Some general electronic questions

There are a few tricks to this.

If it is actually 9 V and you feed it into a bridge rectifier, then the peak voltage is 12.6 V but you lose 1.2 V in the bridge, so the capacitor would tend to charge to about 11½ Volts if it is lightly loaded.

However transformers are not perfect devices, have winding resistance and so one rated "9V" at a particular current will produce a significantly higher voltage when lightly loaded and this is particularly pronounced with smaller transformers such as "plug packs" (American: "Wall Warts"). If not much else is being supplied, you could well be supplying an Arduino with 16 Volts or more which may not be good for it. An LM7805 should survive.

Oh, ok thank you for your replies. I was anyways not going to feed AC to my LM7805, I'll use a rectifier IC and a 1000µF Capacitor. Then I'll use my buck converter module instead of LM7805.

Thanks for the info, I rectified my circuit but by a factor of 100.

Can you tell what that is and what I need to do to my circuit?

I found the answer:

Oh, I did not know about that. I knew that the 9V is the RMS Voltage of transformer and the actual peak voltage is √2* RMS. But inside a Wall Wart, it is rectified, step down and then it outputs regulated DC. Is this what you were also trying to say?

Found this on google for Apple IPad Charger. When tested with a USB tester they output perfect 5V!

I have a few questions on MOSFET/BJT:

  1. I feel MOSFET is much much easier to use for beginners than BJT (Actually I do not know how to use a BJT). MOSFET just require a proper Threshold Voltage (VGSth) and they turn start turning on (I know that we need to see the RDS(on) to get the voltage at which MOSFET turns on..). Can you suggest me some BJT transistor easy to control with UNO?

  2. I was just looking to buy some MOSFETs to be used as Switches with my UNO.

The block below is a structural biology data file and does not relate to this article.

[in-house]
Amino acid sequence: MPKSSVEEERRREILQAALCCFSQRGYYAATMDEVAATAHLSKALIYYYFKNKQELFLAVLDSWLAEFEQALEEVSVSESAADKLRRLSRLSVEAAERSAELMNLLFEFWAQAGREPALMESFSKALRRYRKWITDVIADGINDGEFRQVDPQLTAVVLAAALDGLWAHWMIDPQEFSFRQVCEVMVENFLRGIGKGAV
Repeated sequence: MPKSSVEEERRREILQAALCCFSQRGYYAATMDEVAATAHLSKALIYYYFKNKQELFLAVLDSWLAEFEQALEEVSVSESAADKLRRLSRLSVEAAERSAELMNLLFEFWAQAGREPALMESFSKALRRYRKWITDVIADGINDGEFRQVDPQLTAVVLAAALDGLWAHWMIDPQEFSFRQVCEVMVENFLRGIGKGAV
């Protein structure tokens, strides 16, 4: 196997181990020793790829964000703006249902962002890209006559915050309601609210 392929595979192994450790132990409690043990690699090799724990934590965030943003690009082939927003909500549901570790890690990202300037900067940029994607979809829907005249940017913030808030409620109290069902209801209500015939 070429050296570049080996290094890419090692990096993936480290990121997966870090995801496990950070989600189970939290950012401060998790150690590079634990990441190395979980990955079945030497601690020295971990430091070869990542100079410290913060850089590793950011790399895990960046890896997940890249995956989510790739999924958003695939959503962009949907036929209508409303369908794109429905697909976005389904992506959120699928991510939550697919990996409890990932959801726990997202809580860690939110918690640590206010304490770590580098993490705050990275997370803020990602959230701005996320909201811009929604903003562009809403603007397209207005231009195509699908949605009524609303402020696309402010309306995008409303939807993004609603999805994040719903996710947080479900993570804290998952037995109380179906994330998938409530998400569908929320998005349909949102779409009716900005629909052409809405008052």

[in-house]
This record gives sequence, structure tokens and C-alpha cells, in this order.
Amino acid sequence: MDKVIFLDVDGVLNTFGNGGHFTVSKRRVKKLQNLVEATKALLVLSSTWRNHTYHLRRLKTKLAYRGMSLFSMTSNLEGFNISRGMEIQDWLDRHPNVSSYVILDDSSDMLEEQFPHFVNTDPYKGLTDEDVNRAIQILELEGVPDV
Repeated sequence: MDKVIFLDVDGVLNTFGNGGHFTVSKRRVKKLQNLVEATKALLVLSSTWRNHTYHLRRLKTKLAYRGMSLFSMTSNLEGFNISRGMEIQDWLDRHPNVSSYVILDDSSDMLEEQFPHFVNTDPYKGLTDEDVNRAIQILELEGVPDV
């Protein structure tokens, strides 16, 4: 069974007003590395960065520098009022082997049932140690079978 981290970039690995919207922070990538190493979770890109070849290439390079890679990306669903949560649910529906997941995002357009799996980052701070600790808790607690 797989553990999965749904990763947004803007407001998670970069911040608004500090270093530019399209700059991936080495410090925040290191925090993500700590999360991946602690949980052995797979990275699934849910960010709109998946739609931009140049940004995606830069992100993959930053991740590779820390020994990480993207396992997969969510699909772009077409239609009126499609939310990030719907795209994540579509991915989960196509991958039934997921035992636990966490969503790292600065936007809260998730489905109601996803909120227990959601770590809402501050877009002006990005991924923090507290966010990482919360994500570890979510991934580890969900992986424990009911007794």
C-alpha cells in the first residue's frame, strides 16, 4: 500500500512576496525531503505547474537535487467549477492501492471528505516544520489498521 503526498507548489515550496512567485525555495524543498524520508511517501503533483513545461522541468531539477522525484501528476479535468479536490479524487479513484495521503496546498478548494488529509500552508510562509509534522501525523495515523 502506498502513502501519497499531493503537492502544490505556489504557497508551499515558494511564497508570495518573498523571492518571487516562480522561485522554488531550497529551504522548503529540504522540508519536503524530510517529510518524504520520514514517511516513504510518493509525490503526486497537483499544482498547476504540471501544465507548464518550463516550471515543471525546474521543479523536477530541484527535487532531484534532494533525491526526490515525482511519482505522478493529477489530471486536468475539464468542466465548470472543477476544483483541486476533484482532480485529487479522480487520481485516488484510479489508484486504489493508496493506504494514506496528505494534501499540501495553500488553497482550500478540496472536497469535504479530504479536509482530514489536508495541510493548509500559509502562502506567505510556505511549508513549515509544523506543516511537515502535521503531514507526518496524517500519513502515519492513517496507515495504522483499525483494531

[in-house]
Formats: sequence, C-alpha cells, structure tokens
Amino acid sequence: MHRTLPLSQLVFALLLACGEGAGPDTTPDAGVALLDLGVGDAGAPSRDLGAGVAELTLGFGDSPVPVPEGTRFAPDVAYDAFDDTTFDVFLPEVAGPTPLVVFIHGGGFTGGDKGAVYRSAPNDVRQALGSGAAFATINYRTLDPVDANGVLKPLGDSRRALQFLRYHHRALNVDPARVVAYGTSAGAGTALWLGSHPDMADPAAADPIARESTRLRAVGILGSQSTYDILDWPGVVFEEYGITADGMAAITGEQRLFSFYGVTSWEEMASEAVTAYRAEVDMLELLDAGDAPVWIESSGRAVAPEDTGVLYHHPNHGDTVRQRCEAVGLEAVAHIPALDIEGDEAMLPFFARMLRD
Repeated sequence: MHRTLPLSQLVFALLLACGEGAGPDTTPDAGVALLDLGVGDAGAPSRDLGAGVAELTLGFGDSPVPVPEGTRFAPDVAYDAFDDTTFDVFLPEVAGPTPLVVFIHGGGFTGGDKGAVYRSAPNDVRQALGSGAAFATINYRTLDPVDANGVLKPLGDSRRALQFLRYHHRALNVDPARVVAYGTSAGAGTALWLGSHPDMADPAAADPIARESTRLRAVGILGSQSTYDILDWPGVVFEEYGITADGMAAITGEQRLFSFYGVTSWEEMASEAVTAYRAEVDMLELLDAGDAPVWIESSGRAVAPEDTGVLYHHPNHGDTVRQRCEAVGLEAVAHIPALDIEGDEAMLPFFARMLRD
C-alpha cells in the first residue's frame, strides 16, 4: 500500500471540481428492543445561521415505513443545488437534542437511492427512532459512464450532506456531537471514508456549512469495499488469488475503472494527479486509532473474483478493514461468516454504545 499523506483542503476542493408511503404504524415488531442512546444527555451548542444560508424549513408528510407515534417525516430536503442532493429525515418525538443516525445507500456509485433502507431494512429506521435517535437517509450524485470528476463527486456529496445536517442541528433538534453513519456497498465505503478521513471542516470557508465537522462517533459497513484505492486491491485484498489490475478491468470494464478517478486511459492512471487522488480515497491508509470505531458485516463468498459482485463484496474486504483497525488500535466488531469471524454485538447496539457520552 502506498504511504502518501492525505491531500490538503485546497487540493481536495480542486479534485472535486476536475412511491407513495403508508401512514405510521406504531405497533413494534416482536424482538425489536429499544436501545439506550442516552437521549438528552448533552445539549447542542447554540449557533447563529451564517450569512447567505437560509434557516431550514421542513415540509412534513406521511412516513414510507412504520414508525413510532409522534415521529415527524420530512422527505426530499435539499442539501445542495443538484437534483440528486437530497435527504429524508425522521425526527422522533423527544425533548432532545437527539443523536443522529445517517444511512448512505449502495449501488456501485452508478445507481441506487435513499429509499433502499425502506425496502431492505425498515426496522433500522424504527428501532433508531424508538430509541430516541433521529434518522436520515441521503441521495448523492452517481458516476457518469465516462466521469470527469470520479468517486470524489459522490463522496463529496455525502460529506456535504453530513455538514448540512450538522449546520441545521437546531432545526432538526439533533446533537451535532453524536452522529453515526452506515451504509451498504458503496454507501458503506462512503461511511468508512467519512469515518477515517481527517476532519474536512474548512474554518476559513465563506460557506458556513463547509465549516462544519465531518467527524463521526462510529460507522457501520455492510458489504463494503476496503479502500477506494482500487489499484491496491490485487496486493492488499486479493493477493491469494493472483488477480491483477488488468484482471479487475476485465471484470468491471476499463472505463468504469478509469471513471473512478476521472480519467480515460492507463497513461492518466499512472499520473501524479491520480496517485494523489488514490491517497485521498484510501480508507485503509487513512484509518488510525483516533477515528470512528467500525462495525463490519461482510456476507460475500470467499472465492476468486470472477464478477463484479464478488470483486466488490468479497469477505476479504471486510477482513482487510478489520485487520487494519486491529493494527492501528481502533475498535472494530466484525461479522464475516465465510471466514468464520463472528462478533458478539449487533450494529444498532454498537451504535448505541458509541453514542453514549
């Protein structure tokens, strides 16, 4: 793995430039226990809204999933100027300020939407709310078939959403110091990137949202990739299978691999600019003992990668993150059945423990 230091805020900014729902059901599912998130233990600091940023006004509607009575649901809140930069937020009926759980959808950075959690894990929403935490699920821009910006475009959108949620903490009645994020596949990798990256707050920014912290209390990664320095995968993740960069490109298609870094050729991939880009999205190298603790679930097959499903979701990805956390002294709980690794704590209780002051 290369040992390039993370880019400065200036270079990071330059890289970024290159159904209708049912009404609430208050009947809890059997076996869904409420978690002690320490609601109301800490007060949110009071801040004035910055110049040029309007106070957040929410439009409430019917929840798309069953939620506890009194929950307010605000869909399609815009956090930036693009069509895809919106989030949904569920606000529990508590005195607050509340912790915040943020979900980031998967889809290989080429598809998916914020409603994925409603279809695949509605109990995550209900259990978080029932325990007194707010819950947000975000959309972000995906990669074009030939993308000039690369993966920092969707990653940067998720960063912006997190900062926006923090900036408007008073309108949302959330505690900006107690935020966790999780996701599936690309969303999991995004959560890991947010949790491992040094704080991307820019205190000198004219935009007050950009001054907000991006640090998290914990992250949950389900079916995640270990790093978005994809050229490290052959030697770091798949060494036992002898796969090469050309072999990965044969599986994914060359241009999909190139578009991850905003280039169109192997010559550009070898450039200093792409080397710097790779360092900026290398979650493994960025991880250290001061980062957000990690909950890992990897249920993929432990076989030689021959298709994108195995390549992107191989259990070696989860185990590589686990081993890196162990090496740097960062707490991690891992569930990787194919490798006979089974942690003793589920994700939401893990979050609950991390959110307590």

I have considered any one of these: 2N7000,2N7002,IRF540N,IRFZ44N,BS170. Do you have any other recommendations?

  3. I saw somewhere that IRL MOSFET is better than the IRF, when I searched I only found IRLB8748 MOSFET in my area...Will it be ok? Also I found SI2302 with low threshold voltage but unfortunately it is SMD component...

  4. Do we require a resistor at the gate of MOSFET?

There is a good article here with references by @hbachetti
It’s in French but I guess Google translate can figure it out

Thanks for the blog, it helped me a lot (A Google translate worked perfectly!). As stated in the blog, I can switch 2A loads with 5V at gate of IRF520,IRFZ44N,IRF540 MOSFET, that is enough for my applications. I'll also buy 5-10 IRLB8748 MOSFET if required.

Also I think I must learn to use BJTs as MOSFET are not appropriate just to switch an LED,motor or something requiring small current.


It depends on what sort of "wall wart" it is. Obviously if it is an AC wall wart, it is only a transformer. Older DC ones were a transformer, bridge and capacitor, no regulation. Regulation in that respect is a problem, because a series regulator generates substantial heat.

It does because it is a complete switchmode power supply which necessarily incorporates regulation by feedback from the output. Not sure where on that diagram it is however.

Of course they are. Particularly motors which are not "requiring small current"!

It depends on the supply voltage and the connected load. Even if it works, the MOSFET will get very hot.
I didn't read that article, but I'm sure you misinterpreted it. Forget about IRF520/540 etc. if you want to switch significant loads (let's say > 500mA) at low Vgs (<= 5V) directly from an Arduino output. Stick with proper logic-level MOSFETs instead, or use some kind of MOSFET driver that applies the higher voltage to the gate of the IRF520 (etc.) needed to fully turn it on.